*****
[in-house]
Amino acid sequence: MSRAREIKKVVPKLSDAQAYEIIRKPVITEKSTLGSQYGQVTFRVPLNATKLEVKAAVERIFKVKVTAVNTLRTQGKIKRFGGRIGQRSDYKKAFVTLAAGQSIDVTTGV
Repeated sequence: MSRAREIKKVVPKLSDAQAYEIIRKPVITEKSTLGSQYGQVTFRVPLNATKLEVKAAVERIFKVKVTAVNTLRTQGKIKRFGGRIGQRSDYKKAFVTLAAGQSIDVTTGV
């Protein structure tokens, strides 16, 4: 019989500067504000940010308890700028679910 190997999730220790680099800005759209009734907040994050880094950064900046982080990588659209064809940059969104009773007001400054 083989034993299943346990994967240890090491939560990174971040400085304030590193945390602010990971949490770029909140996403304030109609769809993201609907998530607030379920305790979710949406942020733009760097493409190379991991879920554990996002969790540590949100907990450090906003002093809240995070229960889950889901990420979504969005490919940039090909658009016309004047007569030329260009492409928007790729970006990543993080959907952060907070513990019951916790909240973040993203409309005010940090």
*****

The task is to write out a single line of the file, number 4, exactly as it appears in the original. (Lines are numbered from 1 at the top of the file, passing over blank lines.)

């Protein structure tokens, strides 16, 4: 019989500067504000940010308890700028679910 190997999730220790680099800005759209009734907040994050880094950064900046982080990588659209064809940059969104009773007001400054 083989034993299943346990994967240890090491939560990174971040400085304030590193945390602010990971949490770029909140996403304030109609769809993201609907998530607030379920305790979710949406942020733009760097493409190379991991879920554990996002969790540590949100907990450090906003002093809240995070229960889950889901990420979504969005490919940039090909658009016309004047007569030329260009492409928007790729970006990543993080959907952060907070513990019951916790909240973040993203409309005010940090």